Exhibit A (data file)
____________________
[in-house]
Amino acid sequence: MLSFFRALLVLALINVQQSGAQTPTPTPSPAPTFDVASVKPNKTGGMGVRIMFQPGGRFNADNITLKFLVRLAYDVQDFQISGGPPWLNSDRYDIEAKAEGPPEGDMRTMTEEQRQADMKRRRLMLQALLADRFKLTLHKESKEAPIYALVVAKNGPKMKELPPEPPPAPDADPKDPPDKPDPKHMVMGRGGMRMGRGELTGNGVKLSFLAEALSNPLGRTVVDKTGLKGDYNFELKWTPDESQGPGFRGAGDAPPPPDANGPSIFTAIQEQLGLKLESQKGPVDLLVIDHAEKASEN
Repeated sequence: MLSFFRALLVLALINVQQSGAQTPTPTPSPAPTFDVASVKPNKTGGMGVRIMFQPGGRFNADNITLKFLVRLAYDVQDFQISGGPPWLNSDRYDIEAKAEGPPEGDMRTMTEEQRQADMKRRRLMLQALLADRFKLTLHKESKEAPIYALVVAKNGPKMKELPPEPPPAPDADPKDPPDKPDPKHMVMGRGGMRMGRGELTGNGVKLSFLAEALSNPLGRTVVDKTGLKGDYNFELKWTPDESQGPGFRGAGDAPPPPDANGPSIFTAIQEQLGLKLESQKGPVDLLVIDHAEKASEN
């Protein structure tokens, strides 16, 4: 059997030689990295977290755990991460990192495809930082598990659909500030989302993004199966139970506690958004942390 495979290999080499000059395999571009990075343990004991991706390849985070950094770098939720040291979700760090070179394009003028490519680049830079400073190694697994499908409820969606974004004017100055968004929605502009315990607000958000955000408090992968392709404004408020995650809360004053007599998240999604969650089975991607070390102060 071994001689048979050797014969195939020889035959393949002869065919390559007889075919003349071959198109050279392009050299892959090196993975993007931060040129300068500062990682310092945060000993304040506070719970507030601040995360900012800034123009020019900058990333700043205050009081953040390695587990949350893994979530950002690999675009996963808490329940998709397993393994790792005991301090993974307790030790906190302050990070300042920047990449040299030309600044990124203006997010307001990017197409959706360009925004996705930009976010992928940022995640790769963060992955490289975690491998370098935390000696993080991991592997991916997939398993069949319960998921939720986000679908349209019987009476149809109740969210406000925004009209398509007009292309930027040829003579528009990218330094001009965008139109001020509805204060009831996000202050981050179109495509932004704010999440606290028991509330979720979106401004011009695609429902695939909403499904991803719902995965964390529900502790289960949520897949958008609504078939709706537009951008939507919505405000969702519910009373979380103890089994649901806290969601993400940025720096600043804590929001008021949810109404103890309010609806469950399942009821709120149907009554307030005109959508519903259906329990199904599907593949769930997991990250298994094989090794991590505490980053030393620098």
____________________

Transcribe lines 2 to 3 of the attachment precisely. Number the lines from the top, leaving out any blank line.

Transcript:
Amino acid sequence: MLSFFRALLVLALINVQQSGAQTPTPTPSPAPTFDVASVKPNKTGGMGVRIMFQPGGRFNADNITLKFLVRLAYDVQDFQISGGPPWLNSDRYDIEAKAEGPPEGDMRTMTEEQRQADMKRRRLMLQALLADRFKLTLHKESKEAPIYALVVAKNGPKMKELPPEPPPAPDADPKDPPDKPDPKHMVMGRGGMRMGRGELTGNGVKLSFLAEALSNPLGRTVVDKTGLKGDYNFELKWTPDESQGPGFRGAGDAPPPPDANGPSIFTAIQEQLGLKLESQKGPVDLLVIDHAEKASEN
Repeated sequence: MLSFFRALLVLALINVQQSGAQTPTPTPSPAPTFDVASVKPNKTGGMGVRIMFQPGGRFNADNITLKFLVRLAYDVQDFQISGGPPWLNSDRYDIEAKAEGPPEGDMRTMTEEQRQADMKRRRLMLQALLADRFKLTLHKESKEAPIYALVVAKNGPKMKELPPEPPPAPDADPKDPPDKPDPKHMVMGRGGMRMGRGELTGNGVKLSFLAEALSNPLGRTVVDKTGLKGDYNFELKWTPDESQGPGFRGAGDAPPPPDANGPSIFTAIQEQLGLKLESQKGPVDLLVIDHAEKASEN